John Edward Cooper’s Notes

HomeContentsAlphabetical listingWhom I’d like to meet in eternity…

A for Andromeda

Early Days

A for Andromeda was a British television science fiction drama serial, written by the noted cosmologist Fred Hoyle, in conjunction with author and television producer John Elliot, which was made and broadcast by the BBC in seven parts in 1961.
A group of scientists detect a radio signal, sent from a distant galaxy, which contains instructions for the design of an advanced computer. When the computer is built it gives the scientists instructions for the creation of a living organism, named Andromeda. However, one of Andromeda’s creators, John Fleming, fears that Andromeda’s purpose is to subjugate humanity.
My Mum pointed it out to me in Radio Times, thinking it might interest me.
It was shown on Tuesday evenings, which was when Mrs. Webb, the somewhat portly, silver-haired widow who lived next door, used to visit my Mum and Dad. I wanted to watch the programme, but they were talking so intrusively that it distracted me. The following weeks, Mrs. Webb let me go to her house to watch it on her TV.
The dates of transmission and the episodes were as follows:

“The Message” Tuesday 3rd October 1961
Britain, 1970—a new radio telescope, designed by the young scientists John Fleming (Peter Halliday) and Dennis Bridger (Frank Windsor) under the supervision of Professor Reinhart (Esmond Knight), has been built at Bouldershaw Fell. Shortly before its official opening, the telescope picks up a signal from the distant Andromeda Nebula. Examining the signal, Fleming realises that the signal is a computer program.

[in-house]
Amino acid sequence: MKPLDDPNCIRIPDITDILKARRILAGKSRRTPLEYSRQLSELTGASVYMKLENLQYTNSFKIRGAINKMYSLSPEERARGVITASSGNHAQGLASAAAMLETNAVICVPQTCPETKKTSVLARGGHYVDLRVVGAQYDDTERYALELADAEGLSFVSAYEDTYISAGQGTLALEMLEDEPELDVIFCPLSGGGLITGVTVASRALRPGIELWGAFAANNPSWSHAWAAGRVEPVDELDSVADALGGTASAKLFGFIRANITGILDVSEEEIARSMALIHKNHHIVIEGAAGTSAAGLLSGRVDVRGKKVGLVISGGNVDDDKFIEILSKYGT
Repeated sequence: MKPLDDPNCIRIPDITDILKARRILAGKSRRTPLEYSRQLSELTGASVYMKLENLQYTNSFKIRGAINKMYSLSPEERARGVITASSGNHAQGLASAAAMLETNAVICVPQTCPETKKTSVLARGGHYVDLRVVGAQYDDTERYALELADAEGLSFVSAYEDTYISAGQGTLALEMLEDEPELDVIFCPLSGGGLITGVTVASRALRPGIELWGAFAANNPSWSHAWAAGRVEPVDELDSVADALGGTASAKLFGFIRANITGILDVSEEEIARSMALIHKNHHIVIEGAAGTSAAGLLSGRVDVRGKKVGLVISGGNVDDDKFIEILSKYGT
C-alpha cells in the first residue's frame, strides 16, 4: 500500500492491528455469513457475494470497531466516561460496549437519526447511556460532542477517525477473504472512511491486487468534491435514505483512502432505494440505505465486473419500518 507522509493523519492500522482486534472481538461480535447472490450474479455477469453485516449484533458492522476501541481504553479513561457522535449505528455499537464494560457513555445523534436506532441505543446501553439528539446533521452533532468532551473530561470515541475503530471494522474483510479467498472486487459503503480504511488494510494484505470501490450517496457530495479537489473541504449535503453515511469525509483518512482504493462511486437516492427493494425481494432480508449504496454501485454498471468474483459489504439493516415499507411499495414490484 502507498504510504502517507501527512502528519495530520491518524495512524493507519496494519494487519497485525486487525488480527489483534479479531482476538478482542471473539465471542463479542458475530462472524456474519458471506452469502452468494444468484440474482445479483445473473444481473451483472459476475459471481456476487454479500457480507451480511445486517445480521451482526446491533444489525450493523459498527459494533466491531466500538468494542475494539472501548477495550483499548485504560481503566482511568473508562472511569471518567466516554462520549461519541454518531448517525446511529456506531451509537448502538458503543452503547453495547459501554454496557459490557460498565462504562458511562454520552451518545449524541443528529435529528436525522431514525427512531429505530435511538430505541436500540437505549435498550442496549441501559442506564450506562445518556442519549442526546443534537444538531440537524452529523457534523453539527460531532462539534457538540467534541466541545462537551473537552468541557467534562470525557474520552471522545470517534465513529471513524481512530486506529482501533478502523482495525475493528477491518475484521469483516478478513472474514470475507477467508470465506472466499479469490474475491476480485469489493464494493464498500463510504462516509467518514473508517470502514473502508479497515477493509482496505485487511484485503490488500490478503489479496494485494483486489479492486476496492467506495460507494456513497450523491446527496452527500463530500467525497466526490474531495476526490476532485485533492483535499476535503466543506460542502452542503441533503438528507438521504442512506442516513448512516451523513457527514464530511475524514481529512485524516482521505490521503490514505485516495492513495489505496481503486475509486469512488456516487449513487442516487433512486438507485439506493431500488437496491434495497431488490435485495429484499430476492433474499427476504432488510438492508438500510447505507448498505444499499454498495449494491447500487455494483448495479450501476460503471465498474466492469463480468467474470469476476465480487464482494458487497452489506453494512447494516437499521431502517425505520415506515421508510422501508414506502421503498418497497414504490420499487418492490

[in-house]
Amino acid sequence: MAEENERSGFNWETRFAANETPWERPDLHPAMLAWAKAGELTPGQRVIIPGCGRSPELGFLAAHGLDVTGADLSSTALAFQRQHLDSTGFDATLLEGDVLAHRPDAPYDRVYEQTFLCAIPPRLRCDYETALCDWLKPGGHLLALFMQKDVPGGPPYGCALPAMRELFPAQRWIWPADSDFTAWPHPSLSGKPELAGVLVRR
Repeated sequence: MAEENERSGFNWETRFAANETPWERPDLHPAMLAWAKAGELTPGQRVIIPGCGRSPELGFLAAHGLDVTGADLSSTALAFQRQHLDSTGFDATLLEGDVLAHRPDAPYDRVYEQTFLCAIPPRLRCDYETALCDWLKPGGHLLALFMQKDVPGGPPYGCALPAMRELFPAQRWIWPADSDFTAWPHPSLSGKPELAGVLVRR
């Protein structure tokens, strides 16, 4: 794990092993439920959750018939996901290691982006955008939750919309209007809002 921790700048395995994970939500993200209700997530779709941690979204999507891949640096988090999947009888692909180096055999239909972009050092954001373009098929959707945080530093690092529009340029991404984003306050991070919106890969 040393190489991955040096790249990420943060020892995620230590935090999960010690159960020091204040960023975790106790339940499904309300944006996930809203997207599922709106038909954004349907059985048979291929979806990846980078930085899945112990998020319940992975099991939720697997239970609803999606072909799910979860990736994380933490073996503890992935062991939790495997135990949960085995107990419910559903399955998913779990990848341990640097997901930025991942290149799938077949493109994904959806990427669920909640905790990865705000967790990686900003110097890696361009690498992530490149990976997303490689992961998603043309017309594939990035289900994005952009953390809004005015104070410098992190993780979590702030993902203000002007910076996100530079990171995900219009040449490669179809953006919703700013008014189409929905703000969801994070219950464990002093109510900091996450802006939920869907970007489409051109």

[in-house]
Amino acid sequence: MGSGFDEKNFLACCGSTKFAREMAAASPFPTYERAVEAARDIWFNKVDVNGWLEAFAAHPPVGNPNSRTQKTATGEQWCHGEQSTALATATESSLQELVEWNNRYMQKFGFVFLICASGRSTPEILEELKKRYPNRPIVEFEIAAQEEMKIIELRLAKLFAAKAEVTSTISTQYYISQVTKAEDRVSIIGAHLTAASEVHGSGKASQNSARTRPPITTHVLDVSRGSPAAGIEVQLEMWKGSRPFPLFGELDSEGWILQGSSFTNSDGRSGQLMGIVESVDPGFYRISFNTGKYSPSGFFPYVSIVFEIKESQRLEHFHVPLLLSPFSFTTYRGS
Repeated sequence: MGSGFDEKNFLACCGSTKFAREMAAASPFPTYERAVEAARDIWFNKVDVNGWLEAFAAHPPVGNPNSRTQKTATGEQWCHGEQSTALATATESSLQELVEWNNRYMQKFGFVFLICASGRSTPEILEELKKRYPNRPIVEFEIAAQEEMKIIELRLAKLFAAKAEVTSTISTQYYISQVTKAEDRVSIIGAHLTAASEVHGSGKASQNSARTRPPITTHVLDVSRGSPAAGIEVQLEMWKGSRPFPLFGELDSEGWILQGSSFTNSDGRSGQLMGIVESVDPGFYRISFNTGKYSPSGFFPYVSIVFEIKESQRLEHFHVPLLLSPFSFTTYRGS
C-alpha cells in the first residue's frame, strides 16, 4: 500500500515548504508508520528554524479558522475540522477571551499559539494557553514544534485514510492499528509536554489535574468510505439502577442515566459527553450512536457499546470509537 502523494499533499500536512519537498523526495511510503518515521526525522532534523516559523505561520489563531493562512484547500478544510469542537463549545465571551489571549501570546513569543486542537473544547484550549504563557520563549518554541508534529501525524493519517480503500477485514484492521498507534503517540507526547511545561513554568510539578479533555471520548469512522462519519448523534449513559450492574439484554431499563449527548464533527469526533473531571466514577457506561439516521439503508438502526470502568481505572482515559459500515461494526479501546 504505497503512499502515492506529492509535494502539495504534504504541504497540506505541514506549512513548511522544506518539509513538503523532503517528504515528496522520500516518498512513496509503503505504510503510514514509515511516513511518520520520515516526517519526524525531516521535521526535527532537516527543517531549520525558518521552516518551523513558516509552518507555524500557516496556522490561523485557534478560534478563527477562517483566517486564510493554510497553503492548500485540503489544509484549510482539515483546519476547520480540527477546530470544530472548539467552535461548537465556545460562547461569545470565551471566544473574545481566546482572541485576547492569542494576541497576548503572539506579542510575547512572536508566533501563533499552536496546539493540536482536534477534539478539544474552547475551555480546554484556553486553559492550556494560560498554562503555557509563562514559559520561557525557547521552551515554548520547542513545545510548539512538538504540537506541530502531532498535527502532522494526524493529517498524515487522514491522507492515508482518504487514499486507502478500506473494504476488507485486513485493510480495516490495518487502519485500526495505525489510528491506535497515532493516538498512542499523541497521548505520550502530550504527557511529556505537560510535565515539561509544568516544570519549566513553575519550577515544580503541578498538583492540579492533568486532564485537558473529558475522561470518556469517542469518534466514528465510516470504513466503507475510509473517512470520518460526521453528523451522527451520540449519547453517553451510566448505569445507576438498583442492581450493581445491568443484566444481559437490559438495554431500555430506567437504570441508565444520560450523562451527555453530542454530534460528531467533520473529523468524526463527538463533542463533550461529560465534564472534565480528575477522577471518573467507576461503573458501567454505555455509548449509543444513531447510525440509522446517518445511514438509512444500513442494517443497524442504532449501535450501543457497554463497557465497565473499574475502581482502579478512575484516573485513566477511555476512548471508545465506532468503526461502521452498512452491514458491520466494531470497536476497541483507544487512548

“The Machine” Tuesday 10th October 1961
Fleming is permitted to use the computer facilities at the London Institute of Electronics, where he is aided by Christine (Julie Christie). Using the computer to decode the message, Fleming realises that the message contains a set of instructions for the construction of another, more advanced, computer and for a program to run on it. Bridger, meanwhile, has sold out to an international conglomerate, Intel, represented by the sinister Kaufmann (John Hollis). The British government decides to build the computer—at a military establishment at Thorness in Scotland. The computer is switched on and begins to output its first set of instructions.
“The Miracle” Tuesday 17th October 1961
The team at Thorness is joined by the biologist Madeleine Dawnay (Mary Morris). The computer is outputting instructions for the creation of living cells. Fleming becomes nervous, worried that whatever lifeform they are creating may not have humanity’s best interests at heart. Dawney proceeds with the experiment, however, synthesising a primitive protoplasmic lifeform. In the meantime, Bridger’s leaking of Thorness’ secrets has been discovered. Bridger is confronted by Ministry of Defence agent Judy Adamson (Patricia Kneale); fleeing he tumbles over a cliff to his death.
“The Monster” Tuesday 24th October 1961
It is now 1971 and the protoplasmic lifeform, now nicknamed “Cyclops” on account of its giant eye, continues to grow. Fleming has become ever more sceptical about the project, certain that the computer has its own agenda. He comes to realise that two terminals positioned either side of the computer’s main display have the ability to affect the brainwaves of those who stand near it. His warnings are not heeded, however, and Christine, mesmerised by Cyclops and by the machine, is compelled to grasp the two terminals—she falls to floor, killed by a massive electric shock.